Rich has recently been denied access to the jail’s freshly-enacted “partial release” program by the facility’s superintendent, Richard Van Wickler.  The program was first introduced to the jail’s “eligible” inmates on September 26, 2013, allegedly with the intent to allow prisoners to leave the grounds for extended periods of time.  Under the condition that participants in the program pay $20 a day to wear a bracelet that acts as a tracking device that monitors their every move, those who are approved for the experimental approach to “correction” receive more preferable experiences than simply sitting in jail cells for the duration of their sentences.  However, in the almost two months since the policy was brought into existence at the jail, only a few inmates have ever been approved by Van Wickler (the man who holds the ultimate say over which prisoners are granted access to the program). One such individual, despite having been convicted of embezzlement–a far more serious crime, and one which establishes a very clearly identifiable victim, unlike in that of Rich’s case–was approved for partial release by Van Wickler, but later ultimately denied the grant by the local prosecutor. Van Wickler’s sole justification for letting a thief go, rather than a peaceful merchant, was as follows: “I just don’t think that he [Rich Paul] will stay out of jail.”  It is also interesting to note that among those who have been approved for the program is a fellow marijuana convict.  But such is often the logic used in a system where personal pull holds more sway than honest and upright justice, in terms of right and wrong.


Rich in Action with His Now-Infamous Bullhorn

Following his incarceration, Rich began composing a motion to be presented before the courts as an argument that he was deserving of either a home confinement sentence (rather than outright jail-time), or of being let out on the terms of a work release program.  Shortly after being taken into custody, his progress on the motion was cut short after his keyboard privileges were suddenly denied on the grounds that other inmates in the past had abused such privileges. It was not until Rich was transferred to a new cell block that he regained the use of a keyboard through what seems to have been little more than a bureaucratic clerical error that worked in his favor.  Upon its completion, the motion and its accompanying collection of information were presented to the court by friend and fellow activist Ian Freeman (founder of, a website for which Rich has remained an active contributor, even during his time spent in jail).  The accompanying selection of facts that was submitted with the motion included over 170 pages of marijuana facts and statistics, in addition to the deeply moving and detailed statements Rich had penned in order to address both his existential innocence and personal suffering as a result of having been wrongfully caged for a victimless act.  The motion presented four requests to the courts that could possibly have been granted to him: that he either be released early as a result of the time he had already served, that he be granted home confinement in the event that he were to be denied his request for early release, that he be granted work release in the event that he was denied the request for home confinement, or finally, that he be granted a hearing on the matter if all else had failed.  Both the prosecutor and the judge granted Rich access to either a home confinement or work release program, but superintendent Van Wickler denied him both.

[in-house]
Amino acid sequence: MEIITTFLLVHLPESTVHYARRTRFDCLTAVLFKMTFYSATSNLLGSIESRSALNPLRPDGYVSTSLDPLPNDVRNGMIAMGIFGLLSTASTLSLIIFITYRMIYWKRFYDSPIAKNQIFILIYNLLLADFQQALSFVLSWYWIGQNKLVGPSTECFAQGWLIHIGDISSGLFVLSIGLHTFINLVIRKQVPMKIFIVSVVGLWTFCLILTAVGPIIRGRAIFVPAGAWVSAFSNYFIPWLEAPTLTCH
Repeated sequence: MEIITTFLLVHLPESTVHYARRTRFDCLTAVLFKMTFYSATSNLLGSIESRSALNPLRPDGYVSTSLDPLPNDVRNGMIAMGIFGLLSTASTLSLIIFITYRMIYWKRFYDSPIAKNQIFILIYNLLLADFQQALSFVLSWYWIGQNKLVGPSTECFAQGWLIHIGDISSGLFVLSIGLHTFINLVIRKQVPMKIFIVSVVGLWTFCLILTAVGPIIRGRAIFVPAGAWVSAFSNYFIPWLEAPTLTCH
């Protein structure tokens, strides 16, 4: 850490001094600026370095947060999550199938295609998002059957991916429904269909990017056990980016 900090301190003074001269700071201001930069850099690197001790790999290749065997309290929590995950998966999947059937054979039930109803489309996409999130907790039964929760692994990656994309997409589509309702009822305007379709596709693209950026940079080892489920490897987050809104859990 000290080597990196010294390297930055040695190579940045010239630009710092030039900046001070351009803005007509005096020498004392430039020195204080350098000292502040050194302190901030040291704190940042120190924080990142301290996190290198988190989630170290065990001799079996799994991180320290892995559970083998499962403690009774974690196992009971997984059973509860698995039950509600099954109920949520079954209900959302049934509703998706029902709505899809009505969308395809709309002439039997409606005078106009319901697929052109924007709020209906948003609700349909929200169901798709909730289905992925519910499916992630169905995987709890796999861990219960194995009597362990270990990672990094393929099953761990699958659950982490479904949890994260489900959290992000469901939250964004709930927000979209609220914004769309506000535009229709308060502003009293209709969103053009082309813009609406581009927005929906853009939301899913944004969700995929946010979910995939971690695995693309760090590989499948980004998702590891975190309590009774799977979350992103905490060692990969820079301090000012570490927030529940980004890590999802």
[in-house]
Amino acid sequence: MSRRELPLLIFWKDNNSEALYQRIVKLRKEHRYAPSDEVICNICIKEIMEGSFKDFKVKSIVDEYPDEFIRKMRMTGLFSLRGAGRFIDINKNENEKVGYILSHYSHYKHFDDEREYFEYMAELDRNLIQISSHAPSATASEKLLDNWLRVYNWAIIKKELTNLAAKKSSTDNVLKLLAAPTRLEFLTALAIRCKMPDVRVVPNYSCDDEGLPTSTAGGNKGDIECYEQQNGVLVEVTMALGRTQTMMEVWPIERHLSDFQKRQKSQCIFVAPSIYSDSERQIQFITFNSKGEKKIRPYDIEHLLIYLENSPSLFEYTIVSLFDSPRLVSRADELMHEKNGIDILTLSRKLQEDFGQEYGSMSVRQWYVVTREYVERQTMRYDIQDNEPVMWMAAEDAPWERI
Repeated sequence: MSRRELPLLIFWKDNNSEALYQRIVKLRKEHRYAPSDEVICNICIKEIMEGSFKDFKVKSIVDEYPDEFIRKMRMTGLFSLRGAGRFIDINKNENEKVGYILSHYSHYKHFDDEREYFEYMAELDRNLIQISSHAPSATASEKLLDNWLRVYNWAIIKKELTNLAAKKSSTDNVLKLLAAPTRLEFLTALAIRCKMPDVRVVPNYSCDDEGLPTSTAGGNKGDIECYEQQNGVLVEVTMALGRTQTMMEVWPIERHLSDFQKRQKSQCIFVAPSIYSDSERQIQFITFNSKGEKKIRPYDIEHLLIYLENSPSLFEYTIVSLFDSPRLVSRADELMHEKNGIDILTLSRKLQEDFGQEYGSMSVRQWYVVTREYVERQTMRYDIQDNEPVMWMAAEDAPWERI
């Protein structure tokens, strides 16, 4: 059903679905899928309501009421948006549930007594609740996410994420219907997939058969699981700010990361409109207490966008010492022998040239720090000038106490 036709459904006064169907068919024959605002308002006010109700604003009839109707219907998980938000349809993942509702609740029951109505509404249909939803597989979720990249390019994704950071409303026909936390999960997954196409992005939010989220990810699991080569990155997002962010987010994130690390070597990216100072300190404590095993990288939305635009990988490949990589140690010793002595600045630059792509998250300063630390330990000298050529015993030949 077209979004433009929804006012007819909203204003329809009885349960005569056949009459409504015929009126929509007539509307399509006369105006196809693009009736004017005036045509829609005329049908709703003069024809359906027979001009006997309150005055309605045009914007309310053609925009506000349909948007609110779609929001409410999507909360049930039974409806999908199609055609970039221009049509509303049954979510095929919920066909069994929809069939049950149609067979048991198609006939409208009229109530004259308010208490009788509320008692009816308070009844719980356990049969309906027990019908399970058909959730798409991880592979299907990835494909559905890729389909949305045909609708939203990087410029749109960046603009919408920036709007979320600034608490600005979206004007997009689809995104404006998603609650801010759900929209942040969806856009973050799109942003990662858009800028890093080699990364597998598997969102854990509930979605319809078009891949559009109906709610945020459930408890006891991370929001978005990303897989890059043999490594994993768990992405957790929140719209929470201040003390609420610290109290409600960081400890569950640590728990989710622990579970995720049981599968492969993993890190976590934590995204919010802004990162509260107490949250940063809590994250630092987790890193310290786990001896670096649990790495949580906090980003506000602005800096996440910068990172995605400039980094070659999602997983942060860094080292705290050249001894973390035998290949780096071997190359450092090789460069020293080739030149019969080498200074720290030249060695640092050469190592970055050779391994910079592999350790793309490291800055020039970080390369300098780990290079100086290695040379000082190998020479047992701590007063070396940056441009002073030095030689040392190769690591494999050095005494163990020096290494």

As a result, Rich’s only remaining option is to stay in jail until his upcoming release date, which will be determined by an executive decision based on his “good time” spent in jail. His only other option for an early release would have been a bail motion, which has been denied by the Supreme Court.  Hopefully, the Supreme Court will overturn his conviction during the appeal process (which will begin in January), a decision which may take up to two months before being made.  During the appeal proceedings, Rich’s best hope lies in New Hampshire’s unique and groundbreaking new state law, which authorizes defense attorneys to explain the legal process known as “jury nullification” to members of a jury during the actual court proceedings.  Jury nullification is the avenue through which jurors are legally permitted to determine the outcome of a case, based not only on its facts and circumstances, but also upon their own consciences regarding the very nature of the law itself: it gives individuals the ability to vote “not guilty” on behalf of individuals who are being tried for breaking a law that is altogether immoral.

Ultimately, if even one juror in Rich’s case were to vote “not guilty,” (despite whatever evidence might exist that could legally incriminate him) simply because they felt that marijuana prohibition is wrong as a practice altogether, Rich would legally have to be found innocent.  No other state has ever allowed such an important aspect of the justice system to be clarified in a courtroom before members of a jury, despite the complete legality of the procedure.  In fact, many states have attempted (often successfully) to prosecute jury rights activists for jury tampering upon becoming aware of efforts to educate individual jurors about their rights to vote their conscience during the trial process.


Friends and Supporters Conduct Jury Nullification Outreach for Rich